Two weeks ago, 45th Ward Alderman John Arena used his car to blockade a construction site at Wilson Avenue and Lamon Avenue, where a Chicago Department of Transportation crew had begun building cul-de-sacs to eliminate through traffic and make room for a digital billboard. Arena, who opposes the installation of the 90-foot sign, said he wasn’t notified about the street closure work before it started the previous weekend. The alderman also argued that the street closure would cause traffic problems.
In the wake of the alderman’s direct action, CDOT spokesman Mike Claffey said the decision to build cul-de-sacs was in response to “a history of excessive speeding on Lamon and Wilson due to cut-through traffic”:
These improvements, while addressing traffic safety and improving conditions on the increasingly residential section of Lamon, also accommodate the placement of a digital sign which was approved by City Council in 2013…These changes will address the speeding problem, eliminate crashes from cars that lose control at the curve from Lamon to Wilson, and reduce the number of trucks that strike the low-clearance viaduct on Wilson.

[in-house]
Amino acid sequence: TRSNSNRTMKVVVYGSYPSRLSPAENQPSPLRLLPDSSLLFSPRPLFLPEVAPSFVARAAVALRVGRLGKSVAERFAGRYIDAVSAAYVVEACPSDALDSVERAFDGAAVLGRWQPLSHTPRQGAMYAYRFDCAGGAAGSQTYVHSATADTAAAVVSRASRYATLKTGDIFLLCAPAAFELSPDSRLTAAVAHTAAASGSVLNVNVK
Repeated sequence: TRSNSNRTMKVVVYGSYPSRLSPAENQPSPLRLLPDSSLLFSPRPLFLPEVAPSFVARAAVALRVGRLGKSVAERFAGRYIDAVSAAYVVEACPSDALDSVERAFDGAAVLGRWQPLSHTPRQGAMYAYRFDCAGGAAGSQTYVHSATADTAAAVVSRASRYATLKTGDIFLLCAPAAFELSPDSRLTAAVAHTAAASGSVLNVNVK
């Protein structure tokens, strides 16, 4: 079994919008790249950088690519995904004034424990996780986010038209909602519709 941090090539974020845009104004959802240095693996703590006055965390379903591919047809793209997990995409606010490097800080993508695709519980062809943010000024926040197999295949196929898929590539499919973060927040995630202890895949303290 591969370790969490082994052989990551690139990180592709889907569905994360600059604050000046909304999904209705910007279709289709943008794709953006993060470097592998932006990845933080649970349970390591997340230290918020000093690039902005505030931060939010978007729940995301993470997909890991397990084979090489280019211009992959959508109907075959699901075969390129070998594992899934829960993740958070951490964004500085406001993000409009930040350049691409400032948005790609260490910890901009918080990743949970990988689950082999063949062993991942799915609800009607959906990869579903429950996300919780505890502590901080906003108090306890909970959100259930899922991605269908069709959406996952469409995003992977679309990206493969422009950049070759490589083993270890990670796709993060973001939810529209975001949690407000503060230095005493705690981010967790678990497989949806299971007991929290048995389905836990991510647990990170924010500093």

The department met with Arena that day and agreed to halt the project and temporarily reopen the street until a public meeting can be held about the street closure. Car access has been restored but, last week, Arena’s chief of staff Owen Brugh told me that the ward had not yet received speeding and crash statistics from CDOT that would back up the safety argument, and the public meeting hasn’t been scheduled.
I asked the transportation department for relevant crash data but they didn’t provide any. Instead, Streetsblog Chicago’s Steven Vance looked up the information in the Illinois Department of Transportation’s crash database, called the Illinois Safety Data Mart which is based on Chicago Police Department reports. The database is currently offline, but Steven requests the data from IDOT each year and uses it to update his website the Chicago Crash Browser.
Only crashes resulting in serious injury or at least $1,500 in property damage are included in the IDOT database. Here’s what Steven found from looking at the data from 2009 to 2013 on Lamon and Wilson between Lawrence Avenue and Cicero Avenue, excluding crashes within Lawrence and Cicero.
Between Lawrence and a viaduct for Metra’s Milwaukee District / North Line (the solid-white, diagonal line west of Cicero in the above aerial), there were five crashes, all involving car drivers who struck parked cars, resulting in property damage but no reported injuries: